There are a lot of assumptions out there about single parents -- and particularly single moms. For example, there are people who believe that "most" single moms choose to raise their kids solo, are unemployed, and receive government assistance. While every family's story is different, most don't support these assumptions. When you examine U.S. Census data, the actual single parent statistics may surprise you. Let's take a look...
Single Parents By the Numbers
According to Custodial Mothers and Fathers and Their Child Support: 2009, a report released by the U.S. Census Bureau every two years (and most recently in December 2011), there are approximately 13.7 million single parents in the United States today, and those parents are responsible for raising 22 million children. This number represents approximately 26% of children under 21 in the U.S. today.
Despite negative assumptions that most single moms "selfishly" chose to raise their kids solo, the majority of individuals raising children alone started out in committed relationships and never expected to be single parents. Here's a picture of the "typical" single parent, according to the U.S. Census Bureau:
She's a Single Mother
The presumption that most single parents are mothers is accurate. According to the Census data:
- Approximately 82.2% of custodial parents are mothers, and
- 17.8% of custodial parents (approximately 1 in 6) are fathers
She is Divorced or Separated
The assumption that "most" single mothers are single from the outset is false. Of the mothers who are custodial parents:
- 44.2% are currently divorced or separated
- 36.8% have never been married
- 18% are married; in most cases, these numbers represent women who have remarried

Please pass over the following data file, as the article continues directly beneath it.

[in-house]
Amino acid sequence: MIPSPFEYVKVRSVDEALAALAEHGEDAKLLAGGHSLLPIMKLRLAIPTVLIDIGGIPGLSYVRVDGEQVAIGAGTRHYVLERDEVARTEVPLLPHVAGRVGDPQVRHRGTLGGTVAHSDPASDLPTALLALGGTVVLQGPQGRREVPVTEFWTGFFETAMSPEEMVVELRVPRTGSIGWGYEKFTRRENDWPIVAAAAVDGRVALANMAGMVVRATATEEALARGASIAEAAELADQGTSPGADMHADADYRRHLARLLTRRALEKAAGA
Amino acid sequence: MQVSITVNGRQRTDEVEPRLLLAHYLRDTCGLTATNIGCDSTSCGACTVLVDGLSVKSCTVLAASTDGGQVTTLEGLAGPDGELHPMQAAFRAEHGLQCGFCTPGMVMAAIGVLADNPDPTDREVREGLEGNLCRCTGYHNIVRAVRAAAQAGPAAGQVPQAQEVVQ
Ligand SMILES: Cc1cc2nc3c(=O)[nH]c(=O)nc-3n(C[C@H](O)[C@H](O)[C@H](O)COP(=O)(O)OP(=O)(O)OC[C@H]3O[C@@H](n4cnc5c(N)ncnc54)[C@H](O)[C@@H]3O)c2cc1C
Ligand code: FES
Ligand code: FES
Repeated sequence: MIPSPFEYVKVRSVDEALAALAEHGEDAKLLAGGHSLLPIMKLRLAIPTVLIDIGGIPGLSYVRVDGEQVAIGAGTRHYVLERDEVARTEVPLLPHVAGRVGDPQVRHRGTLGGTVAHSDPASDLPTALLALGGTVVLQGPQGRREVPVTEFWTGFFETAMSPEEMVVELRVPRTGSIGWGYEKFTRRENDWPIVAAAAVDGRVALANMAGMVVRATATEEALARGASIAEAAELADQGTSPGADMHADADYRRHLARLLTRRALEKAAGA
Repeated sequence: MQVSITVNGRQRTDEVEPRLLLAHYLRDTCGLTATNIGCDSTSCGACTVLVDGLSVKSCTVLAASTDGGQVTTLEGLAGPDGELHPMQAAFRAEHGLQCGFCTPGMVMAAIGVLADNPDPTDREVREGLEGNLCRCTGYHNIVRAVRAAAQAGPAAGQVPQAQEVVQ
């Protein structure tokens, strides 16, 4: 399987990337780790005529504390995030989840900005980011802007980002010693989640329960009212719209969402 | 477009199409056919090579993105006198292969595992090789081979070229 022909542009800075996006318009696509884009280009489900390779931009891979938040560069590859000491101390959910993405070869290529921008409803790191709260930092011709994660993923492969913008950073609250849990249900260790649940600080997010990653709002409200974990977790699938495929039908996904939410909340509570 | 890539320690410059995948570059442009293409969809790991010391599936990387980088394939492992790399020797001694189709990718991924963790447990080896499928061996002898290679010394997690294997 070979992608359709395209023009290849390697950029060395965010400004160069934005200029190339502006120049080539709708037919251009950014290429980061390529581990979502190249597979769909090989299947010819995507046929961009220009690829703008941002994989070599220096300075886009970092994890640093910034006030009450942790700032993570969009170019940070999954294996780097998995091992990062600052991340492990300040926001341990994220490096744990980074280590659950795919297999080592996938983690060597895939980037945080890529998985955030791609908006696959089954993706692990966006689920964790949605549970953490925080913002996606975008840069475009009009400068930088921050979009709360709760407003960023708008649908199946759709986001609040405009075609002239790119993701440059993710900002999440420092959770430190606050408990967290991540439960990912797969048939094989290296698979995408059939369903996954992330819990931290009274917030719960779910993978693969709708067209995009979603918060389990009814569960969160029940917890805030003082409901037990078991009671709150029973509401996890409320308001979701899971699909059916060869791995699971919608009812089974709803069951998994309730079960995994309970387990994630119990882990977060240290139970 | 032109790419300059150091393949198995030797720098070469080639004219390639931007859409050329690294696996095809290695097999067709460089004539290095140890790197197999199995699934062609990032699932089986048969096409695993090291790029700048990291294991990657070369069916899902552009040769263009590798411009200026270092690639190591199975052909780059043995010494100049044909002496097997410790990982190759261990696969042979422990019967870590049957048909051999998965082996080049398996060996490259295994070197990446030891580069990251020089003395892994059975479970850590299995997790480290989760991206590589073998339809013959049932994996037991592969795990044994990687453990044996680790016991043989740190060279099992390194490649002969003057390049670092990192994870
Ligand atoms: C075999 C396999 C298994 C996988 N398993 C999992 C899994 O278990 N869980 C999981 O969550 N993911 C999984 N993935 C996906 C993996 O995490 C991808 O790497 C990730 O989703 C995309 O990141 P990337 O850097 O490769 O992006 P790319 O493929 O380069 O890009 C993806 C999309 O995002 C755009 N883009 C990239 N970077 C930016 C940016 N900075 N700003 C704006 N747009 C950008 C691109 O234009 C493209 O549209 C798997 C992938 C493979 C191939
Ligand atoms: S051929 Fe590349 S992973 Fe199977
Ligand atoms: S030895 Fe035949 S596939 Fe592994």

- 1.1% were widowed
Of the fathers who are custodial parents:
- 53.5% are divorced or separated
- 24.7% have never married1
She is Employed
Another assumption about single moms is that most are unemployed. Again, that notion is not true according to the Census data.
- 76% of custodial single mothers are gainfully employed (53.2% work full time year-round, and 22.8% work part-time or part-year)
- 85.1% of custodial single fathers are gainfully employed2
She and Her Children Do Not Live in Poverty
One single parent family in poverty is one too many, but according to the U.S. Census data, poverty isn't the norm for most single-parent families. Custodial single mothers and their children, unfortunately, are twice as likely to live in poverty as the general population. According to the Census:
- In 2009 14.3% of the total U.S. population lived in poverty
- 30.4% of custodial single mothers and their children lived in poverty
- 18.8% of custodial single fathers and their children lived in poverty
She Does Not Receive Public Assistance
Another assumption about single moms is that "most" receive government assistance. According to the actual data:
- In 2009, 41.3% of custodial mothers received some form of government assistance
- 32.3% received SNAP (Supplemental Nutrition Assistance Program) benefits
- 6.8% of custodial single moms received TANF (Temporary Assistance for Needy Families)
- 20.9% of custodial fathers received some form of government assistance
She is 40 Years Old or Older
Another assumption about single moms is that "most" are young. According to the actual data:
- 37.2% of custodial single mothers are 40 years old or older
She is Raising One Child
Finally, another assumption about single moms is that "most" are raising multiple children. In reality:
- 57.2% of custodial mothers are raising one child from the absent parent
- 44.1% have two or more children living with them
While these numbers give a snapshot, they don't tell the real story about what it means to be a single parent. For every story you hear about a single mom or dad abusing government benefits or living up to some other negative stereotype, remember that those behaviors don't reflect the reality most single-parent families face.
If you want to know more, ignore the stereotypes altogether and get to know the single mom who lives next door or whose children attend the same school as your own kids. First-hand experience is the best way to buck these widely held stereotypes and build a community of support in their place!
1 The 2009 Census Bureau report did not include statistics about married or widowed custodial single fathers.
2 The 2009 Census Bureau report did not include statistics about the percentage of custodial single fathers who are employed full-time vs. those who are employed part-time or part-year.
United States. Census Department. Custodial Mothers and Fathers and Their Child Support: 2009. By Timothy S. Grall. Census, 2009. 24 Nov. 2013 [http://www.census.gov/prod/2011pubs/p60-240.pdf].